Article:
If your child reaches 18 months and there isn’t  any understandable language, this is an appropriate time to get a baseline evaluation from a speech and language therapist. Sure, it is okay to wait a bit longer if you like, but early intervention is always a good thing. I like to be proactive. Often the evaluation is covered by insurance.

By the end of the 2nd year, children should be able to speak roughly 100 words, understand 300, and have some word combos.

The earliest sounds for kids are usually  Pa Ba Ma Na Wa Ka Ga. By the age of 3 kids should have most speech sounds. Ruth White, a local speech therapist, councils that if the majority of folks can’t understand most of what your three year old is saying, an evaluation is advised. On the other hand, it is not uncommon for many otherwise articulate kids to  distort some of the more difficult sounds such as l, r, s, sh,ch, y, v, z, th. These sounds may actually not be fully mastered until age 7 or 8.

Even though  we know that some sounds aren’t perfected until later, 4 or 5 is a reasonable age to check in about articulation issues.

Frequent ear infections or fluid in the ear can impact your child’s early language skills so it is important to work closely with the doctor if this is an issue. We may send you along to an audiologist or ENT to be part of the team.

Of course, keep in mind that there is a huge difference between hearing and listening.
I can’t tell you how many young child failed to follow the directions with our in-office hearing test, but when I quietly whispered “ would you like a sticker?” they heard me just fine.

One of my favorite in-home hearing tests is an active listening game. Tell your child to whisper a word to you (perhaps the name of an animal.) Then you quietly whisper a word back to them. Make sure they can’t see your face so that there is no lip reading. If you have any concerns that the hearing isn’t as sharp as you think it should be, get them checked.

I am grateful to Jodi Vaynshtok from  Sound Speech and Hearing Clinic for taking the time to chat with me about this post. http://www.soundshc.com/ I am sharing her explanation of the different aspects of communication skills that a speech language pathologist addresses.

Listening: In order to use the correct speech sounds, and understand/use language, a child must build upon their listening skills. This includes detection, identification and comprehension of spoken words. Listening therapy helps children learn to detect and interpret sounds, allowing their learning system to develop speech and language skills appropriately.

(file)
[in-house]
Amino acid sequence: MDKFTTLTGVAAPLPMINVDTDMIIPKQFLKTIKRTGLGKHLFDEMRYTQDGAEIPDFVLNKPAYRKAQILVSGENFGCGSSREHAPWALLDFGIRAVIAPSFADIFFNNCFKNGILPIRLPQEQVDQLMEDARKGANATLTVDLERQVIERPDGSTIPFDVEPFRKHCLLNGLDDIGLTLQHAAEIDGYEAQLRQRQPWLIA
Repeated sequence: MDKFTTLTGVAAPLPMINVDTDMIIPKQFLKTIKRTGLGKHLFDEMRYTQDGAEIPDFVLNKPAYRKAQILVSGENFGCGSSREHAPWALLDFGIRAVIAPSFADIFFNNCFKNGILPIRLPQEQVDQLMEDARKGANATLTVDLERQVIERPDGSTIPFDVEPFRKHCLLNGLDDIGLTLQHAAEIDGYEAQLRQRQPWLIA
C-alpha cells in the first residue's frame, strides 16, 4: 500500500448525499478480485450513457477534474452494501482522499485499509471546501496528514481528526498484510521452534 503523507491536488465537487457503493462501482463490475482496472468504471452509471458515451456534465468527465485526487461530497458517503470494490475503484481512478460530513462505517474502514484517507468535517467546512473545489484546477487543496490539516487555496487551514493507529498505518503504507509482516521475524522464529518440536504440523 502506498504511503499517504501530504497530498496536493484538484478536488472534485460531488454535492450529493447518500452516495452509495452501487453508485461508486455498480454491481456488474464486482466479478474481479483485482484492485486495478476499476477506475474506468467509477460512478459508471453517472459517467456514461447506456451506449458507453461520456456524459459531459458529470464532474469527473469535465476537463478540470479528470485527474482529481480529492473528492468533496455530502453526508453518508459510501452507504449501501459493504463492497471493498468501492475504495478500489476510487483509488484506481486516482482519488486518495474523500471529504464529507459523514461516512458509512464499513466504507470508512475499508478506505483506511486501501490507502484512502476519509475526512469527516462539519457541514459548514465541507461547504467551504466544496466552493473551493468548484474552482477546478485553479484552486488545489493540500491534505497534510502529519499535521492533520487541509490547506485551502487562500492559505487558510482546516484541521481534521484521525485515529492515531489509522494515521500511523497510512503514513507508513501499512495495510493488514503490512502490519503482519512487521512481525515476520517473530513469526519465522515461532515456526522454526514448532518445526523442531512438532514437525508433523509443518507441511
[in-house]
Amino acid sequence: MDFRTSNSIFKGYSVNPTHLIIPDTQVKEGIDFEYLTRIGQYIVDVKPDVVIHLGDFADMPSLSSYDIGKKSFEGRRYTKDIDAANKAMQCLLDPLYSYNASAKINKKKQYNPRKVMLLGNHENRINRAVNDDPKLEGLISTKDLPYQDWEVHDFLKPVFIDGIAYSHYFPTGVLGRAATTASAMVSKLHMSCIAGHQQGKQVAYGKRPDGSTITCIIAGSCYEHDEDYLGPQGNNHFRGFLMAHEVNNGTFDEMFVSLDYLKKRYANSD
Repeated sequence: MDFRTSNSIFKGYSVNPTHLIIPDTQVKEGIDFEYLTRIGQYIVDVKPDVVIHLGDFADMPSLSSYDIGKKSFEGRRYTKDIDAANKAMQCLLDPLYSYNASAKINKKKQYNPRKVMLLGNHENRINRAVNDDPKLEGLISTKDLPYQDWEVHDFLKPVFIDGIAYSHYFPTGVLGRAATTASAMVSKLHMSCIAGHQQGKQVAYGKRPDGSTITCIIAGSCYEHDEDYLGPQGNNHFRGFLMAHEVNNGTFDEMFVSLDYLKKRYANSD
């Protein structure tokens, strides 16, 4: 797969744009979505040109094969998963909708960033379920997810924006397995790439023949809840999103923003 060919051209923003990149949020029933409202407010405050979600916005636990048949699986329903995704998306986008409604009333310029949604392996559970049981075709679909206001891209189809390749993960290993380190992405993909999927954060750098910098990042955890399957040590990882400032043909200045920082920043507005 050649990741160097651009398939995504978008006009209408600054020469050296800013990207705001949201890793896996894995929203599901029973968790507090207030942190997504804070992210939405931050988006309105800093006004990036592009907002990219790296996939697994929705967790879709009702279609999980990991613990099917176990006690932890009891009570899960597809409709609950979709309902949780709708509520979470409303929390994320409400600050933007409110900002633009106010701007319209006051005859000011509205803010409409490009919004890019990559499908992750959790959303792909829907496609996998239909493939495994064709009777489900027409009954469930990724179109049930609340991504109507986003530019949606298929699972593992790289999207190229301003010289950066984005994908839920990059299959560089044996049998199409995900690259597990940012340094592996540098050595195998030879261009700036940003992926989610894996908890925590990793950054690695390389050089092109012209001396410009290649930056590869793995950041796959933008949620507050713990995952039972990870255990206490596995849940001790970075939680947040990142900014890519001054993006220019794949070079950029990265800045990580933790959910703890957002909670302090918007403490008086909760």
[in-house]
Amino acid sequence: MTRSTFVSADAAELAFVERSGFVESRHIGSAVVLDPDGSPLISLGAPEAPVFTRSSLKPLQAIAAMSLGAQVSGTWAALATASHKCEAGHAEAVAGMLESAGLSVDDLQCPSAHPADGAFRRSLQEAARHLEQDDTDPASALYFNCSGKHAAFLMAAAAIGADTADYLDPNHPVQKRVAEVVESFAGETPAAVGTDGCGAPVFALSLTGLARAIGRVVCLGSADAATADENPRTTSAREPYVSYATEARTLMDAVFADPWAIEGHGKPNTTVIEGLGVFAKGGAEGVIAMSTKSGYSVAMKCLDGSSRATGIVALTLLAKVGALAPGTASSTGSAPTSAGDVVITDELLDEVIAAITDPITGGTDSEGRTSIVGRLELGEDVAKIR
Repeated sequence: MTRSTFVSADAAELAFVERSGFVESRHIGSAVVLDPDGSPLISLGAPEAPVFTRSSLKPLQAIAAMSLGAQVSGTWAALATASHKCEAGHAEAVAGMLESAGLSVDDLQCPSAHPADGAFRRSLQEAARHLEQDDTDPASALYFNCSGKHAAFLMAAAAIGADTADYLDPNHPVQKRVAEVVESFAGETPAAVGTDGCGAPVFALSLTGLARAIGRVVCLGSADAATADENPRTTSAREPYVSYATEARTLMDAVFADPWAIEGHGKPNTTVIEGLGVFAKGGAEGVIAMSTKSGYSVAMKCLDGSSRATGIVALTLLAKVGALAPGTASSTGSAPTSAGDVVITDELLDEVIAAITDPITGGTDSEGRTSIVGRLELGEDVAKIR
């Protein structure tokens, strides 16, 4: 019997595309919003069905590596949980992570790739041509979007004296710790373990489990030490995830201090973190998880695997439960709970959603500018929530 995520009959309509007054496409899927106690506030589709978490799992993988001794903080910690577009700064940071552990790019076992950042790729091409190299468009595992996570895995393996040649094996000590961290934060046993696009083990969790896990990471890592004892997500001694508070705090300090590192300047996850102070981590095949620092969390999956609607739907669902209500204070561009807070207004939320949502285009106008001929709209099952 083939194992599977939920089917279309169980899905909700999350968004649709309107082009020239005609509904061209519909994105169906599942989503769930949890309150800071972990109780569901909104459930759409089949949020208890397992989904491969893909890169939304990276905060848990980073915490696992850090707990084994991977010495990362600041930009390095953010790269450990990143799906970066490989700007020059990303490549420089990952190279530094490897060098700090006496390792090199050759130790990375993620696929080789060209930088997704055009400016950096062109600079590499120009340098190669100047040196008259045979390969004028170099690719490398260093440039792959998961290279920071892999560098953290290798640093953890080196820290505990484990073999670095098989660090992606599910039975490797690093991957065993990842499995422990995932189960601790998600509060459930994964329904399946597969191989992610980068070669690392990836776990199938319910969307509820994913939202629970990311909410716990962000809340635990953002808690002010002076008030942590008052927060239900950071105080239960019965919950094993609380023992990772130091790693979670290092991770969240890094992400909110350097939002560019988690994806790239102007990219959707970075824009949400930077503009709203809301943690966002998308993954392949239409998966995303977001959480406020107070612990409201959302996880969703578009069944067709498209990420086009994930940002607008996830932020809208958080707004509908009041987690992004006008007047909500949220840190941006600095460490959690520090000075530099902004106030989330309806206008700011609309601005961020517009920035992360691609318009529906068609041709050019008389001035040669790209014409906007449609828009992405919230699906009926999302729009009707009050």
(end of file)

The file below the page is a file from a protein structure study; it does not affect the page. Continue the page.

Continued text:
Speech: This is often what people think all speech therapy sessions consist of – the production of sounds that make up our words and sentences. Speech involves the coordination of articulators (i.e. jaw, lips, tongue, vocal folds, vocal tract and respiration), divided into three areas: articulation, voice and fluency.

Language: A child’s language can be split into two domains. The information they understand (receptive language) and the language they use (expressive). Language therapy can concentrate on spoken, written or non-verbal communication. Goals can target vocabulary, grammar, formulation of sentences, following directions, and reading comprehension, just to name a few! A child’s ability to correctly understand and use language can affect their behavior, academic and social success.

Sound Speech & Hearing is one of the wonderful resources here in SF. They are the one stop shop that can combine the hearing and speech assessment in one visit. They also have the option of having  Mavis, the animal therapy pup at the visits ( it doesn’t get better than that.)
 
Here is a partial list of some excellent resources that we have in the SF area

Northern California Speech and Hearing 415 -921-7658

Sound Speech and Hearing 415-364-8774

Jennifer Katz Inc. 415-550-8255

Ruth White 415-225-6152

Bailey Levis 415-496-6757

Shannon Kong and Sara Spencer 415-469-4988

Tulips Speech  415-567-8133

SF Speech and Hearing 415-921-7658

UCSF Audiology 415-353-2101